Welcome to Our New Look Newsletter

Friends of Pinner Village Gardens

Summer 2020 Newsletter

by Antonia Savvides

Welcome to the first edition of our new look Friends of Pinner Village Gardens newsletter! We aim to send this quarterly/seasonally to keep all our members up to speed on activities and events that have taken place or are scheduled to take place in our park.

During the COVID-19 lockdown, we have seen a big increase in the numbers of visitors to the park, and it has been wonderful to see so many families and people enjoying the open spaces, while socially distancing appropriately. This in turn has seen an increase in our membership, so I would like to take this opportunity to welcome all our new members to our Friends group. We would also like to ask for ‘hands on’ volunteers to come and join us in working on the many projects taking place in the park. If you have any spare time, please do contact us.  

We have many exciting projects planned and we hope that these newsletters will be a better way of communicating and ensuring that, wherever possible, members can get involved.

Wildlife Garden Project

A flavour of what we hope is coming to North Green

by Jackie Lindop

This Summer, because of COVID-19, it was not possible to mow a horseshoe path to guide people around the edge of the mini-meadow. So quite a lot of the central area was flattened by footfall. Fortunately, people were careful to avoid the obvious round seedbeds.  Hence, you may have noticed, the glorious eruptions of burgeoning wildflowers earlier in the Summer.

A broad-bodied chaser

Many of those flowers have ‘gone to seed’. Now is the critical time for the seeds to form and ripen. When ready, the seeds will disperse into bare patches of ground. So hopefully the present plants will multiply and thus become established in the mini-meadow.

In August/September,  the wildflower plants will be cut down / mown. Then, to encourage as much spread and germination of seeds as possible, all the plant matter will be raked and turned over and left for a while to dry.  

During Lockdown, gardening in the park was not allowed. So the brambles alongside the green metal fence engulfed the young tree saplings. Those brambles have now been cut back and it’s been a nice surprise to find many of the saplings have survived underneath.   

The waist-level humps of brambles further into the garden flowered fantastically well. That area is now a mix of creeping thistle flowers and blackberries.

Maybe the best surprise was back in May when my eye was caught by three Broad-bodied chaser dragonflies, their wings glittering as they danced around the brambles.

Look Out for the Faces!

One of many of Barry’s magical additions to the park

by Brian Chapman

Local craftsman and member, Barry, has created hand-carved wooden faces and installed them on trees around the park. A massive thank you to Barry for his continued work in Pinner Village Gardens.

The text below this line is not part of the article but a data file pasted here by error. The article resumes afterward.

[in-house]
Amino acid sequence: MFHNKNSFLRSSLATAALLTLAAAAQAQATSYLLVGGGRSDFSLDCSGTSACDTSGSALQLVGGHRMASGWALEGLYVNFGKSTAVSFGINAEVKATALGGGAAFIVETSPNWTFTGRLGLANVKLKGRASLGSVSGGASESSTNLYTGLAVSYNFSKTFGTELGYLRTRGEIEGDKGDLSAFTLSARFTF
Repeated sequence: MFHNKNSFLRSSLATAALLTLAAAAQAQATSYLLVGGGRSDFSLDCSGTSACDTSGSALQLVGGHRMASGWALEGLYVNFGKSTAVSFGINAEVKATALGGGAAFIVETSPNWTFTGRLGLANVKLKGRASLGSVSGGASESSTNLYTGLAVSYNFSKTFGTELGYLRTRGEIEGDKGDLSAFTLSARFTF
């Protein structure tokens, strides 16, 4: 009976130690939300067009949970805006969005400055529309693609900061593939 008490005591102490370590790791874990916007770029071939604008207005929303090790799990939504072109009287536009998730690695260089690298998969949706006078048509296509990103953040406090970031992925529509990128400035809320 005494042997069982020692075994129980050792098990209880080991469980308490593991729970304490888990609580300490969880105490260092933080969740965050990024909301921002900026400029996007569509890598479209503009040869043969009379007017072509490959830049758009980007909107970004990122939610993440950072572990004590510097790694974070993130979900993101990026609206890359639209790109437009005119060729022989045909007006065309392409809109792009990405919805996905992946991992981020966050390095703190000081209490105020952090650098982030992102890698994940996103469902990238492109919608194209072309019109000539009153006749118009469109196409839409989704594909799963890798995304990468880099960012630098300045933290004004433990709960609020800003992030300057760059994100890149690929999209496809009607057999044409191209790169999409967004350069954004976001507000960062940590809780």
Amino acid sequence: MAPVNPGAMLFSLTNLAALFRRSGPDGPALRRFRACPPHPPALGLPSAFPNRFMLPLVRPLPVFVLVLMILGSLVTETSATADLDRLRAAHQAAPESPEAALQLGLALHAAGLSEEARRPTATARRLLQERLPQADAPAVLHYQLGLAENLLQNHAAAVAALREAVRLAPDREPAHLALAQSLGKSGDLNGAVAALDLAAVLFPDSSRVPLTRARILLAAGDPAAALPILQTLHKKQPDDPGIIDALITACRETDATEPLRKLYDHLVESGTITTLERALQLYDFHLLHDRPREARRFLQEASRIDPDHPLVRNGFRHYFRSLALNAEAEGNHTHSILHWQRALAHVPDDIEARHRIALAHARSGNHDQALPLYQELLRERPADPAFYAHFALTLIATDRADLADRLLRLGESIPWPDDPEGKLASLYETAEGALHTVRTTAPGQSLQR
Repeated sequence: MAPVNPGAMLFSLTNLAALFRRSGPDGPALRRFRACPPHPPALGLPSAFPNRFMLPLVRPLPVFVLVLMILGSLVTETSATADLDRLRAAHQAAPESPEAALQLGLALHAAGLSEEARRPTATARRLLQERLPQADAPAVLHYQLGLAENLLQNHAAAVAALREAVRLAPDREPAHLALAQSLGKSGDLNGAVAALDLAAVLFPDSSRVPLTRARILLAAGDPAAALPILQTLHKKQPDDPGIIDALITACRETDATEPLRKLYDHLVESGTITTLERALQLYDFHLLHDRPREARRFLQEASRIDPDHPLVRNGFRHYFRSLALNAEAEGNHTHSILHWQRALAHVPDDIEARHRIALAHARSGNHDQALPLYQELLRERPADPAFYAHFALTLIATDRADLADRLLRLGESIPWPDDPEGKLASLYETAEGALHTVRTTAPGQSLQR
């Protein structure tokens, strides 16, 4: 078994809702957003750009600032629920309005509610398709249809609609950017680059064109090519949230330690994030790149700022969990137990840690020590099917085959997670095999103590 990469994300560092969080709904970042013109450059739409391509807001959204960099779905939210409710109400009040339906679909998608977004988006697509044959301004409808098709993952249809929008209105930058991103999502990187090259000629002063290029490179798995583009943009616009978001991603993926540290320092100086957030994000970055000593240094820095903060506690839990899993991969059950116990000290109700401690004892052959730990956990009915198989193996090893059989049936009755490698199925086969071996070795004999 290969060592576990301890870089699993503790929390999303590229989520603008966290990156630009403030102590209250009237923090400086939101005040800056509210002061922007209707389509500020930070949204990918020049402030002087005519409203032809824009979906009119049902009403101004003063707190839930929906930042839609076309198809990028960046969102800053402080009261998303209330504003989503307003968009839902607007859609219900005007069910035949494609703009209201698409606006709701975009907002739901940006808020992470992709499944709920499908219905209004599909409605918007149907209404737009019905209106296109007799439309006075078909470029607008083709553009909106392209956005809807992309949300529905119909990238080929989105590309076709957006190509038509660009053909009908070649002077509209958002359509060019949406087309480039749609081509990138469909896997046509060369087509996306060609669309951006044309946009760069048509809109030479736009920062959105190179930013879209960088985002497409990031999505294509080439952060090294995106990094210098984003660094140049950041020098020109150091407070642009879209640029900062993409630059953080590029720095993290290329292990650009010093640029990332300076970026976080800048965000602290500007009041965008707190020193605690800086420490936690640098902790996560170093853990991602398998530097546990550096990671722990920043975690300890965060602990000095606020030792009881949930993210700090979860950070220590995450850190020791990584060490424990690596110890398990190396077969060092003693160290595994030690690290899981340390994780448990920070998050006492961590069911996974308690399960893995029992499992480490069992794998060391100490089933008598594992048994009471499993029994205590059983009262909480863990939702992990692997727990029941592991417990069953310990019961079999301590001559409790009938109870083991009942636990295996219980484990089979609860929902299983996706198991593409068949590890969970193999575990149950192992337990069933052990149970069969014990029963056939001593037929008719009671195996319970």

Next time you’re walking through the park, see how many you can spot. 

We would love to have proper names for these faces, so if park users and especially their children have any ideas, please let us know by email at info@pinnervillagegardens.org.uk

Committee Grown Wildflowers due to be Planted

Corncockle (Agrostemma githago

by Simon Braidman

The first consignment of wildflowers grown from seed by Committee Members are due to be delivered to Pinner Village Gardens. 

Thirty-two plants of species such as Fennel, Sneezewort, Broad-leaved Everlasting Pea, Corncockle, Wild Clary, Greater Bird’s-foot Trefoil, Mouse-eared Hawkweed and Foxglove.

There will be a lot more to come over the coming months.

Signage in PVG

by Brian Chapman

With thanks to Committee Member Glyn Watkins and another member of FoPVG, a fingerpost sign was recently installed near the water fountain, at the corner of the Playground.

This is the first time we have introduced new permanent signage and part of an ongoing project looking at the best use of signage throughout the park. There will soon be an information panel installed near the pond, explaining the wildlife and fauna in and around that area.

Several months ago, Members kindly completed a feedback survey about signage within the park, and this has given us directions on what to consider. There were a lot of positive comments about the installation of maps at the main entrances, so this will be our next objective. As part of this work, we are already working with local craftsman Barry, who is constructing wooden signs made from reclaimed wood from the park to name locations, which will then feature on maps.

Rayner’s Gate Improvements

One of the beds at Rayner’s Gate

Thanks to the hard work of two Committee Members, the Rayners Gate area has seen recent improvement. It had previously been overgrown with bamboo, which has now been removed and new planting added. 

Our volunteer co-coordinator Jonathan Freedman organised the removal of the bamboo, with our newly co-opted Horticultural Advisor Natalia Kuznetsova advising on replacement plants and working alongside Jonathan with the planting.

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